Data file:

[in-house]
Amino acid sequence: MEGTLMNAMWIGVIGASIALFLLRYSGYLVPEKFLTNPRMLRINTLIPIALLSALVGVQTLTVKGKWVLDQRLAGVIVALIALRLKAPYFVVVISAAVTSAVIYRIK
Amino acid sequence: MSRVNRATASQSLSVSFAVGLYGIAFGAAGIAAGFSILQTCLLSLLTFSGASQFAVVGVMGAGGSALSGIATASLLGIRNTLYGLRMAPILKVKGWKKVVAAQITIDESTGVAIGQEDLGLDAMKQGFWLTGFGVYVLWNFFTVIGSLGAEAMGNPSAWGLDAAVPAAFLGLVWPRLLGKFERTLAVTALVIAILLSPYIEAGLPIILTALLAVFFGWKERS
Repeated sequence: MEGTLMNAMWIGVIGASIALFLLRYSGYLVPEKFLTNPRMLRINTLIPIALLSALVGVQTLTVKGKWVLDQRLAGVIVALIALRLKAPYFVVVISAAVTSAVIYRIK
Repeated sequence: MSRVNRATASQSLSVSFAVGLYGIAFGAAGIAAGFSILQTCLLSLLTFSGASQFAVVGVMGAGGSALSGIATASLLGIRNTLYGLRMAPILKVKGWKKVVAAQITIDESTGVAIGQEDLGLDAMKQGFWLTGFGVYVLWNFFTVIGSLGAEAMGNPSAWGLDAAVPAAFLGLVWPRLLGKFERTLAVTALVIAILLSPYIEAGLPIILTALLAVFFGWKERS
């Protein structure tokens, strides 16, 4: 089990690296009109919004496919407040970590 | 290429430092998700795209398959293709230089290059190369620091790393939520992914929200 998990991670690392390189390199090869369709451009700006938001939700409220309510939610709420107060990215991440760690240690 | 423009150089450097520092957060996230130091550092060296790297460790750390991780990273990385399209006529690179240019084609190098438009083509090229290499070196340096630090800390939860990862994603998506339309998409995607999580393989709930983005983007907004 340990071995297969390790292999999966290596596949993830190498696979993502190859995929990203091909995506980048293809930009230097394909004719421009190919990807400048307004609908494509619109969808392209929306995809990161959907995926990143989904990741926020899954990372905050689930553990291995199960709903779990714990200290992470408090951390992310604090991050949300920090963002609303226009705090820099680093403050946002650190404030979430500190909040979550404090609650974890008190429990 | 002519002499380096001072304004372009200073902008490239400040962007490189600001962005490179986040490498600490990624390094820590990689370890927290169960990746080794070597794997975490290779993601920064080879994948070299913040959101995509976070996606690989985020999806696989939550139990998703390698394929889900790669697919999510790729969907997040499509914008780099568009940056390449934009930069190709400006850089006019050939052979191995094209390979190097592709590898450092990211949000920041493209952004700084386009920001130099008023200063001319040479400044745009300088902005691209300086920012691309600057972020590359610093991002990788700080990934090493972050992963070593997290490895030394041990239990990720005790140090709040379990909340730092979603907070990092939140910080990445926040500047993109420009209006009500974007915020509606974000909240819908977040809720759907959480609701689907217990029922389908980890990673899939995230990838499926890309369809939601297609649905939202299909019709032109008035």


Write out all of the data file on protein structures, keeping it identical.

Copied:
[in-house]
Amino acid sequence: MEGTLMNAMWIGVIGASIALFLLRYSGYLVPEKFLTNPRMLRINTLIPIALLSALVGVQTLTVKGKWVLDQRLAGVIVALIALRLKAPYFVVVISAAVTSAVIYRIK
Amino acid sequence: MSRVNRATASQSLSVSFAVGLYGIAFGAAGIAAGFSILQTCLLSLLTFSGASQFAVVGVMGAGGSALSGIATASLLGIRNTLYGLRMAPILKVKGWKKVVAAQITIDESTGVAIGQEDLGLDAMKQGFWLTGFGVYVLWNFFTVIGSLGAEAMGNPSAWGLDAAVPAAFLGLVWPRLLGKFERTLAVTALVIAILLSPYIEAGLPIILTALLAVFFGWKERS
Repeated sequence: MEGTLMNAMWIGVIGASIALFLLRYSGYLVPEKFLTNPRMLRINTLIPIALLSALVGVQTLTVKGKWVLDQRLAGVIVALIALRLKAPYFVVVISAAVTSAVIYRIK
Repeated sequence: MSRVNRATASQSLSVSFAVGLYGIAFGAAGIAAGFSILQTCLLSLLTFSGASQFAVVGVMGAGGSALSGIATASLLGIRNTLYGLRMAPILKVKGWKKVVAAQITIDESTGVAIGQEDLGLDAMKQGFWLTGFGVYVLWNFFTVIGSLGAEAMGNPSAWGLDAAVPAAFLGLVWPRLLGKFERTLAVTALVIAILLSPYIEAGLPIILTALLAVFFGWKERS
């Protein structure tokens, strides 16, 4: 089990690296009109919004496919407040970590 | 290429430092998700795209398959293709230089290059190369620091790393939520992914929200 998990991670690392390189390199090869369709451009700006938001939700409220309510939610709420107060990215991440760690240690 | 423009150089450097520092957060996230130091550092060296790297460790750390991780990273990385399209006529690179240019084609190098438009083509090229290499070196340096630090800390939860990862994603998506339309998409995607999580393989709930983005983007907004 340990071995297969390790292999999966290596596949993830190498696979993502190859995929990203091909995506980048293809930009230097394909004719421009190919990807400048307004609908494509619109969808392209929306995809990161959907995926990143989904990741926020899954990372905050689930553990291995199960709903779990714990200290992470408090951390992310604090991050949300920090963002609303226009705090820099680093403050946002650190404030979430500190909040979550404090609650974890008190429990 | 002519002499380096001072304004372009200073902008490239400040962007490189600001962005490179986040490498600490990624390094820590990689370890927290169960990746080794070597794997975490290779993601920064080879994948070299913040959101995509976070996606690989985020999806696989939550139990998703390698394929889900790669697919999510790729969907997040499509914008780099568009940056390449934009930069190709400006850089006019050939052979191995094209390979190097592709590898450092990211949000920041493209952004700084386009920001130099008023200063001319040479400044745009300088902005691209300086920012691309600057972020590359610093991002990788700080990934090493972050992963070593997290490895030394041990239990990720005790140090709040379990909340730092979603907070990092939140910080990445926040500047993109420009209006009500974007915020509606974000909240819908977040809720759907959480609701689907217990029922389908980890990673899939995230990838499926890309369809939601297609649905939202299909019709032109008035």